U.S. short sellers betting on Canadian housing crash: ‘An accident waiting to happen’


VANCOUVER — Large Wall Street investors who made billions when the U.S. housing market collapsed in 2008 are now betting real estate values in Vancouver and other Canadian cities will crash, financial insiders say.

The hedge fund investors, known as short sellers, are betting against what they believe is a housing bubble in Vancouver, Toronto, Calgary and other Canadian cities. They believe Canadians hold too much mortgage debt, and that Canadian banks, mortgage insurers and “subprime” private lenders will lose money on unpaid loans when property prices fall.

“The cross currents are beyond crazy in Vancouver — it’s a mix of money laundering, speculation, low interest rates,” said Marc Cohodes, once called Wall Street’s highest-profile short-seller by The New York Times. “A house is something you live in, but in Vancouver you guys are trading them like the penny stocks on Howe Street.”

He says Vancouver real estate has reached peak insanity, and any number of factors could trigger a collapse.

Local real estate professionals predicted the U.S. investors are likely to lose their shirts betting against Vancouver property, which they described as a special market thriving on international demand.

But one Canadian housing analyst who advises U.S. clients, including Cohodes, said major investors are currently “building positions” against Canadian housing targets. They are forecasting a raise in historically low U.S. interest rates this fall will spill financial stress into Canada.

“All of the big global macro funds that were involved in betting against the U.S. in 2007 and 2008 and 2009, they’ve all studied Canadian housing for a few years,” said the Canadian analyst, who asked not to be named because of client confidentiality. “I know a number of them are shorting Canadian housing. It looks like an accident waiting to happen.”

This is although housing markets in Vancouver and Toronto have continued to rocket higher since international short-sellers started circling in 2013.

Short sellers use complex financial arrangements to make rapid profits when publicly traded stocks fall in value. In this case, they are betting against businesses connected to property and household debt. They are also betting against the Canadian dollar, because they believe it will decline significantly in a housing bust.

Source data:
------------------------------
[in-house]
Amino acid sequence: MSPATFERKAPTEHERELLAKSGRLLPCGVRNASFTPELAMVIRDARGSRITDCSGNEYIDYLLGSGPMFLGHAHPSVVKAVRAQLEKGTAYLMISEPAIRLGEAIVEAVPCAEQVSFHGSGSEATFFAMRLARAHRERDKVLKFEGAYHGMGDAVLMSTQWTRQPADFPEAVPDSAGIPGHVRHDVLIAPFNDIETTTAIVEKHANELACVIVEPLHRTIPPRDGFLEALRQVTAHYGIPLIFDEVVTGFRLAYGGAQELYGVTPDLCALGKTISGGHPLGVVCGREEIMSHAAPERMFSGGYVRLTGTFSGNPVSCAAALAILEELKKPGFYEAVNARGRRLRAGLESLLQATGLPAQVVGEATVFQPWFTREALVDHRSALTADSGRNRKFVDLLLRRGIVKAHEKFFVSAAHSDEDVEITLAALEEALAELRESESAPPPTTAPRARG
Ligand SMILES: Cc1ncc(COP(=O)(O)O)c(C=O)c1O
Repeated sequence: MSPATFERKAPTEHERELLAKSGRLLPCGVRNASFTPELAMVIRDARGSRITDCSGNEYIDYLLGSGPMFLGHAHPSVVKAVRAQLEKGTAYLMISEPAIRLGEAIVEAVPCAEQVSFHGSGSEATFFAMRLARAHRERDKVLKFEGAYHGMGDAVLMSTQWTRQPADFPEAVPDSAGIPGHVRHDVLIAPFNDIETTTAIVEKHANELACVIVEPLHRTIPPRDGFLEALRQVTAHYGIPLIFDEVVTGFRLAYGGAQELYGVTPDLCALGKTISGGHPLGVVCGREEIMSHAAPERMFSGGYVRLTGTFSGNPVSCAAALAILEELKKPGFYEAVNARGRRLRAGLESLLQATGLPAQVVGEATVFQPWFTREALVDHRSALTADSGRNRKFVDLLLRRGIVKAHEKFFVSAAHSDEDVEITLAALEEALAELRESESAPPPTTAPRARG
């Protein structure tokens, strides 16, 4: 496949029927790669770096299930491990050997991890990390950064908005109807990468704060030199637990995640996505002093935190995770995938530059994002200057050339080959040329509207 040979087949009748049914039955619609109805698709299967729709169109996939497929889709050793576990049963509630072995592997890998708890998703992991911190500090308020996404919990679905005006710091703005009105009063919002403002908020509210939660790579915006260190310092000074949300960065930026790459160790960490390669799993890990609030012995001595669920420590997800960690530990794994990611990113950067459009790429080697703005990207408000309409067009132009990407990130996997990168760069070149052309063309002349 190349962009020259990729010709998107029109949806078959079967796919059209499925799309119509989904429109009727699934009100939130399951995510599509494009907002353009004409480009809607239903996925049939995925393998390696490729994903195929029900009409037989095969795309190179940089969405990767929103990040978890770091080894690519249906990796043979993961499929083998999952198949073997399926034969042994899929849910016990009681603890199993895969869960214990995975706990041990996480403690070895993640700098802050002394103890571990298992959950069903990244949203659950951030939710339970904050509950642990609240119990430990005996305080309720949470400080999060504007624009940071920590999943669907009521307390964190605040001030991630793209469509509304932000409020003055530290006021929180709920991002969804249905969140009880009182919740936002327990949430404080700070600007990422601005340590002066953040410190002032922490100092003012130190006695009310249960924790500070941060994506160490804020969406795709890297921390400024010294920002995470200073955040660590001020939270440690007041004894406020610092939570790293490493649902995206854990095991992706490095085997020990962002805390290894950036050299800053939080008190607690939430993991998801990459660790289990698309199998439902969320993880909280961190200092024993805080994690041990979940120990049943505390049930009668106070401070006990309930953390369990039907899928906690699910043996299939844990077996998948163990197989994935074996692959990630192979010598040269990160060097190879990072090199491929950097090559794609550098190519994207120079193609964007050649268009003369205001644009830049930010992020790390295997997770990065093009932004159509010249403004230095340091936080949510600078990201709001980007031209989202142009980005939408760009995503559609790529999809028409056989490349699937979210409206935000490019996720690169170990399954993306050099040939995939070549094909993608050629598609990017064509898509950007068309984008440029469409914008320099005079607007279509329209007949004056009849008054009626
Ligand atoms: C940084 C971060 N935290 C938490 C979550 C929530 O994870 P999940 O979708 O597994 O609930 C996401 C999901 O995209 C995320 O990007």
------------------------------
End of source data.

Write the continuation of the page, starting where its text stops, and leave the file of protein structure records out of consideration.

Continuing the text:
Most of these traders are employed by secretive New York investment funds that shy away from publicity, partly because they want to disguise how they lay their bets. A few though, like Cohodes, take the opposite approach.

He has come out of semi-retirement on his chicken farm in Northern California to make targeted bets against “subprime” Canadian lenders, who make loan to borrowers rejected by traditional banks.

The Canadian housing analyst noted short-selling bets against big Canadian banks have doubled in New York markets in the past several months. And the risk of a sharp housing correction connected to Canadians’ high household debt has risen since December, the Bank of Canada recently reported.

While short sellers point to Vancouver as the most extreme housing bubble in Canada, the analyst noted that some investors believe a massive flow of investment from Mainland China makes the market impervious to corrections.

Others speculate that if China’s economy slows dramatically, Vancouver housing will bust.

“Toronto sees some offshore money from China, but definitely Vancouver is in its own world,” the analyst said.

“Some of the guys that have timed this bet think that when China blows up Vancouver will blow up too, but I’m not sure that will happen.”

However, one of the world’s most influential investors — Laurence D. Fink, head of the world’s largest asset fund, BlackRock Inc. — recently declared Vancouver property is not only as good as gold, but better.

“The two greatest stores of wealth internationally today are contemporary art, and apartments in Manhattan, Vancouver and London,” he told a conference of investors in Singapore.

Jonathan Cooper of MacDonald Realty Vancouver says evidence is mounting the city is, in fact, a special market.

“It’s an increasingly internationally-focused market with demand not just from Asia, but increasingly from Americans too,” Cooper said. He added he understands short sellers are betting against Vancouver, but he believes the speculators will lose.

Vancouver Province